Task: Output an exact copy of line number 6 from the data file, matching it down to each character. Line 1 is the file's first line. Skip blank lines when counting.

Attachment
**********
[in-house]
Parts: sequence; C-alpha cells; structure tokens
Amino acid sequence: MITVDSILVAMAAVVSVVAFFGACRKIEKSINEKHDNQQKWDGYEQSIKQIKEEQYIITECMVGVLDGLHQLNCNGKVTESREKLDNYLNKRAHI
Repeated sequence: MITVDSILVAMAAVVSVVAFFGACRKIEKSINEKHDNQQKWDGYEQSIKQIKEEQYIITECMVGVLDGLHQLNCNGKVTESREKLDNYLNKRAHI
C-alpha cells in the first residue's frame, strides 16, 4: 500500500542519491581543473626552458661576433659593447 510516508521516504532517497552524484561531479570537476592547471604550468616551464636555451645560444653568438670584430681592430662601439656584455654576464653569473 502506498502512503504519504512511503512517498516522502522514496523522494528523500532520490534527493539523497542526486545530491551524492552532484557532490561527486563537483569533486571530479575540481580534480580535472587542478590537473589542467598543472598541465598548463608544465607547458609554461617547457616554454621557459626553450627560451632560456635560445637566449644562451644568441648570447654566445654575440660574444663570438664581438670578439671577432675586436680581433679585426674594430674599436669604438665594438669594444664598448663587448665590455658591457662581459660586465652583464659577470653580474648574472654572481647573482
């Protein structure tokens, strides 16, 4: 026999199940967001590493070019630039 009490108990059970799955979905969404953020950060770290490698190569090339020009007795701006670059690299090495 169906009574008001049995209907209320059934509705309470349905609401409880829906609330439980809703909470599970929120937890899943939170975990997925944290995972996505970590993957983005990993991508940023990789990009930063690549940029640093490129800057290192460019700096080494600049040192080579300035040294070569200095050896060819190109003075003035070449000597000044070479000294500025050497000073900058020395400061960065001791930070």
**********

């Protein structure tokens, strides 16, 4: 026999199940967001590493070019630039 009490108990059970799955979905969404953020950060770290490698190569090339020009007795701006670059690299090495 169906009574008001049995209907209320059934509705309470349905609401409880829906609330439980809703909470599970929120937890899943939170975990997925944290995972996505970590993957983005990993991508940023990789990009930063690549940029640093490129800057290192460019700096080494600049040192080579300035040294070569200095050896060819190109003075003035070449000597000044070479000294500025050497000073900058020395400061960065001791930070």